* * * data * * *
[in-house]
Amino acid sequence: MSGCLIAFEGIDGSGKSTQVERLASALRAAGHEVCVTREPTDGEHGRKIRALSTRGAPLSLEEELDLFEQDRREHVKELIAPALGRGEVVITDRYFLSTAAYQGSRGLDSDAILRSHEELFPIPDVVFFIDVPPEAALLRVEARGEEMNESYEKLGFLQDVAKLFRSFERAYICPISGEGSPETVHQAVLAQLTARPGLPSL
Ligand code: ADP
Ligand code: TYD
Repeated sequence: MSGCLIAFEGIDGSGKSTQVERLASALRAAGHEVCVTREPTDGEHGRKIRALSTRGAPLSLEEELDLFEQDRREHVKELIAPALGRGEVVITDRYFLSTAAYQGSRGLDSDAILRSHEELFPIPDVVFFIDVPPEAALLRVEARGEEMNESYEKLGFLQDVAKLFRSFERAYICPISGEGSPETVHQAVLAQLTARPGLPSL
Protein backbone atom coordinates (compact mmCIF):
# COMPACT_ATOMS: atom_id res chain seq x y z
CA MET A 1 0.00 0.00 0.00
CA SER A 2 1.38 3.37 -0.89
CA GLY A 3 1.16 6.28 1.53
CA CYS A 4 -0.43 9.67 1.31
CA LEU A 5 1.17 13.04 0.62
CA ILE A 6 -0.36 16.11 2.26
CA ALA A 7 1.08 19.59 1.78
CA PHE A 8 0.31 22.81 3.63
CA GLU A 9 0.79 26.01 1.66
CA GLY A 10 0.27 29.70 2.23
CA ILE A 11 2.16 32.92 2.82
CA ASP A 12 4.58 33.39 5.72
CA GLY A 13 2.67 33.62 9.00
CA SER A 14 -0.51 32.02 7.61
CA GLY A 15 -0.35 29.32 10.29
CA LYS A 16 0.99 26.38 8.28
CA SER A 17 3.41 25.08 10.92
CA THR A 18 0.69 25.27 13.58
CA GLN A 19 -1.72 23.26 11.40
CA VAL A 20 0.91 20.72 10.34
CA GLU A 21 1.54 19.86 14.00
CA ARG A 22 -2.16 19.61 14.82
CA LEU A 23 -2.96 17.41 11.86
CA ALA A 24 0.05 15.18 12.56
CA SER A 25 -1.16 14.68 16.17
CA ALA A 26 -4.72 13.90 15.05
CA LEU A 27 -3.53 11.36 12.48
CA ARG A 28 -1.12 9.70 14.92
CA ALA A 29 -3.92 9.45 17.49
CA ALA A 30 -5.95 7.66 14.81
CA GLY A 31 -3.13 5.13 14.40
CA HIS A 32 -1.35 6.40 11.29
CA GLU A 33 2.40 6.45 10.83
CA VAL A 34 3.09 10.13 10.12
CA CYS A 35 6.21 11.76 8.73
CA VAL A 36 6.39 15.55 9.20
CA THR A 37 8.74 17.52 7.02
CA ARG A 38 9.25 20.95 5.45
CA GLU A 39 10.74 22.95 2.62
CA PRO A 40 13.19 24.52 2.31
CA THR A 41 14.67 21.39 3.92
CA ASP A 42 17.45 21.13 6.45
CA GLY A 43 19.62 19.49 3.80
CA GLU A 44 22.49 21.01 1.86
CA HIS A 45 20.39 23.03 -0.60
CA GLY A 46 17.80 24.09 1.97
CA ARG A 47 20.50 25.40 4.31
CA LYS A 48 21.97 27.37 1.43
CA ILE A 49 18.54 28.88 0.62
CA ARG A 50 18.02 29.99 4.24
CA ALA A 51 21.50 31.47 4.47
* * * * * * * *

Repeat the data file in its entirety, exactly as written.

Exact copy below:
[in-house]
Amino acid sequence: MSGCLIAFEGIDGSGKSTQVERLASALRAAGHEVCVTREPTDGEHGRKIRALSTRGAPLSLEEELDLFEQDRREHVKELIAPALGRGEVVITDRYFLSTAAYQGSRGLDSDAILRSHEELFPIPDVVFFIDVPPEAALLRVEARGEEMNESYEKLGFLQDVAKLFRSFERAYICPISGEGSPETVHQAVLAQLTARPGLPSL
Ligand code: ADP
Ligand code: TYD
Repeated sequence: MSGCLIAFEGIDGSGKSTQVERLASALRAAGHEVCVTREPTDGEHGRKIRALSTRGAPLSLEEELDLFEQDRREHVKELIAPALGRGEVVITDRYFLSTAAYQGSRGLDSDAILRSHEELFPIPDVVFFIDVPPEAALLRVEARGEEMNESYEKLGFLQDVAKLFRSFERAYICPISGEGSPETVHQAVLAQLTARPGLPSL
Protein backbone atom coordinates (compact mmCIF):
# COMPACT_ATOMS: atom_id res chain seq x y z
CA MET A 1 0.00 0.00 0.00
CA SER A 2 1.38 3.37 -0.89
CA GLY A 3 1.16 6.28 1.53
CA CYS A 4 -0.43 9.67 1.31
CA LEU A 5 1.17 13.04 0.62
CA ILE A 6 -0.36 16.11 2.26
CA ALA A 7 1.08 19.59 1.78
CA PHE A 8 0.31 22.81 3.63
CA GLU A 9 0.79 26.01 1.66
CA GLY A 10 0.27 29.70 2.23
CA ILE A 11 2.16 32.92 2.82
CA ASP A 12 4.58 33.39 5.72
CA GLY A 13 2.67 33.62 9.00
CA SER A 14 -0.51 32.02 7.61
CA GLY A 15 -0.35 29.32 10.29
CA LYS A 16 0.99 26.38 8.28
CA SER A 17 3.41 25.08 10.92
CA THR A 18 0.69 25.27 13.58
CA GLN A 19 -1.72 23.26 11.40
CA VAL A 20 0.91 20.72 10.34
CA GLU A 21 1.54 19.86 14.00
CA ARG A 22 -2.16 19.61 14.82
CA LEU A 23 -2.96 17.41 11.86
CA ALA A 24 0.05 15.18 12.56
CA SER A 25 -1.16 14.68 16.17
CA ALA A 26 -4.72 13.90 15.05
CA LEU A 27 -3.53 11.36 12.48
CA ARG A 28 -1.12 9.70 14.92
CA ALA A 29 -3.92 9.45 17.49
CA ALA A 30 -5.95 7.66 14.81
CA GLY A 31 -3.13 5.13 14.40
CA HIS A 32 -1.35 6.40 11.29
CA GLU A 33 2.40 6.45 10.83
CA VAL A 34 3.09 10.13 10.12
CA CYS A 35 6.21 11.76 8.73
CA VAL A 36 6.39 15.55 9.20
CA THR A 37 8.74 17.52 7.02
CA ARG A 38 9.25 20.95 5.45
CA GLU A 39 10.74 22.95 2.62
CA PRO A 40 13.19 24.52 2.31
CA THR A 41 14.67 21.39 3.92
CA ASP A 42 17.45 21.13 6.45
CA GLY A 43 19.62 19.49 3.80
CA GLU A 44 22.49 21.01 1.86
CA HIS A 45 20.39 23.03 -0.60
CA GLY A 46 17.80 24.09 1.97
CA ARG A 47 20.50 25.40 4.31
CA LYS A 48 21.97 27.37 1.43
CA ILE A 49 18.54 28.88 0.62
CA ARG A 50 18.02 29.99 4.24
CA ALA A 51 21.50 31.47 4.47